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How to read hydraulic circuits ben lee
How to read hydraulic circuits

How to read hydraulic circuits

Hydraulics symbols are an essential component of hydraulic circuit diagrams. Knowing some of the basic principles will help understand a wider range of symbols. Explaining the common ISO1219 symbols enables a complete hydraulic system to be followed:

1. Hydraulic Pump

Hydraulic pump produces flow. Oil is pumped from the hydraulic reservoir into the system. The basic symbol for a pump:

 

A fixed displacement pump is the simplest type and has a fixed output for each revolution of the input shaft. Modifications to this symbol describe the variable displacement pump. The types of control circuits show how the output is varied.

2. Filter

 

 

 

 

Filters clean oil entering the system, and are used in various places within a system. They protect hydraulic valves and pumps. Suction filters are placed at pump inlets to ensure only clean oil enters the system. Pressure filters can be placed throughout system. Return filters are common and filter oil returning to the reservoir.

3. Pressure Relief Valve

Pressure in a hydraulic system should be limited to control the force any motive devices produce and to ensure the safe/design limits are not exceeded. A pressure relief valve symbol is normally shown as:

 

A pressure relief valve or PRV passes fluid from an area of higher pressure to a lower pressure (typically the tank). Hydraulic pressure shown by the dotted line acts as a pilot to actuate the PRV by moving the arrow across the box. This happens when the pilot pressure produces an internal force equal to the spring load the valve begins to open and pass flow.

 

4. Check Valve

                This valve is a one way valve that prevents flow in one direction. The addition of a spring ensures the valve will only open when this pressure is exceeded. Dotted pilot lines can be added so that pilot operating pressures can be used to open the valve and allow flow in the reverse direction. Commonly used to hold pressure in a hydraulic cylinder.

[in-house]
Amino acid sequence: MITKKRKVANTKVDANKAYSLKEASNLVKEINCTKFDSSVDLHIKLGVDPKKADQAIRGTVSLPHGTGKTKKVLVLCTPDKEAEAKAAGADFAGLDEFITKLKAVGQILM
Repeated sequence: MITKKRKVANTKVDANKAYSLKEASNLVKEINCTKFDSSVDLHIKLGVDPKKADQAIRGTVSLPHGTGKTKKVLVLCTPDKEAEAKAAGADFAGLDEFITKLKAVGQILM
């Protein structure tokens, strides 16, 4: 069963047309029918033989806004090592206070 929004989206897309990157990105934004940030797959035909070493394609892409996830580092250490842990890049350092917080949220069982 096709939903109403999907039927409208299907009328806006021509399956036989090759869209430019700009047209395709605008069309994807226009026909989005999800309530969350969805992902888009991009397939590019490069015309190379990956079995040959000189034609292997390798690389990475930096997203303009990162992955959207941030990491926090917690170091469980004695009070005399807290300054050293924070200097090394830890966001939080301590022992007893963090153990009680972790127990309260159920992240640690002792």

5. Hydraulic Reservoir (tank)

Hydraulic systems all have a means of storing hydraulic fluid. This is referred to as the hydraulic reservoir. Hydraulic reservoirs are shown as:

 

 

 

 

Vented hydraulic reservoirs are common place, but sealed systems can be found ion aerospace and marine applications. The return lines shown indicate the position above or below the oil level.

 

6. Directional Control Valve

Hydraulic fluid flow is controlled by a directional control valve.  Commonly consists of four parts, valve body, spool, actuator, and springs. The spool is moved with respect to the valve body, this opens and closes internal flow galleries to control fluid flow. Various types of actuators provide power to shift the spool and springs are normally used to return the spool when the actuator is de-energised.

Look at the typical three position four way valve:

 

How to read directional control valve symbols:

a. Each box in the valve symbol represents a possible valve condition. In the three position valve above there are 3 possible conditions controlled by the actuators.

b. Number of ways tells you how many hydraulic connections could be connected to the valve.

c. Actuators always push and never pull the spool.

d. The box furthest away from the actuator is the normal or de-energized position, and is the position where the circuit connections are drawn. In the above valve this is the middle position.

 

7. Hydraulic Cylinder

Hydraulic cylinder or actuator uses hydraulic power to generate mechanical force. A hydraulic cylinder is shown as:

 

 

 

 

A double acting cylinder (above) has two ports and is therefore powered in and out. Single acting cylinders have one port and would typically be used for lifting applications.

We hope this gives you a useful introduction to hydraulic circuits. For a full list of hydraulic symbols can be found in ISO1219, or contact www.hydraproducts.co.uk for more help.




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